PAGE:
ImageView / RenderScript

Blurring Images – Part 1

There are a lot of cool effects that we can do in Android to manipulate images, and I cover some of these in my conference presentation for 2014 entitled Graphical Magic. One technique that I cover in the presentation is how to blur images and the example code uses RenderScript to perform the blur because there is no simple API built into Android that we can use. In this series we’ll look at both the RenderScript blurring technique, and also how we can also perform blurring in Java. We’ll also perform some benchmarking to understand how well each approach performs, and look at ways that we can obtain the best performance.

Let’s start by getting a really simple example working, using RenderScript! This is a concept which may strike fear in to the hearts of developers who have never used RenderScript, because RenderScript is really hard, isn’t it? Yes, it can be. However, there are some things that are really easy, and blurring images is one of them.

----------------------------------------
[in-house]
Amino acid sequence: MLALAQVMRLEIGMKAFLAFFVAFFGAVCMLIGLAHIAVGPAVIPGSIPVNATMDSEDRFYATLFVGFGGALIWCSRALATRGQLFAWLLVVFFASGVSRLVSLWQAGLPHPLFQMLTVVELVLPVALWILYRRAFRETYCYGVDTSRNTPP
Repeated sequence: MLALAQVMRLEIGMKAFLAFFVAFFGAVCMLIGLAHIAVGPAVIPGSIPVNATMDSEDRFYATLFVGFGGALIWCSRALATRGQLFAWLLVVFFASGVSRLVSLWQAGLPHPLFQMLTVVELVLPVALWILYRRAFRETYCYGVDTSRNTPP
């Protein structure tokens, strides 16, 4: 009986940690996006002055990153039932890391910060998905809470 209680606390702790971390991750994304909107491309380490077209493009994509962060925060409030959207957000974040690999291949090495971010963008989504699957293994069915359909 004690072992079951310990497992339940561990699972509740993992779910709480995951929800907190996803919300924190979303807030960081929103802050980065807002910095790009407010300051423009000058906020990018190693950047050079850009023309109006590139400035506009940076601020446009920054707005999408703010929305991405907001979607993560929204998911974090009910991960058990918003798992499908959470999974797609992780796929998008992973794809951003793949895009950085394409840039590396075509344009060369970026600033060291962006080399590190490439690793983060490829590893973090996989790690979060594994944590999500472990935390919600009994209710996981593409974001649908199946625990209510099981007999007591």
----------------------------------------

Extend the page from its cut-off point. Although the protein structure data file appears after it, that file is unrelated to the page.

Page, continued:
For those who are unfamiliar with RenderScript it was introduced in API11, and there is a compat library which provides RemderScript to API8 and later. It is essentially a native computation framework particularly geared towards for graphics. The RenderScript engine will determine the most appropriate processor (CPU or GPU core(s), and can split atomic operations across multiple processors) to perform a requested operation at runtime. The native syntax is based upon C99, bearing API similarities to OpenCL, CUDA, and GLSL.

If that sounds scary please stick around because it’s just about to get a whole lot easier. While it is a framework which permits us to create custom kernels to perform filtering and processing, there are some useful built in kernels that we can use, and one of these allows us to blur an image.

The following example code is developed for API17 and higher. I have decided against using the compat library because, at the time of writing, it is not supported within Android Studio. Furthermore the blur kernel which we’ll use was not introduced until API17, hence the minSdkVersion 17 requirement.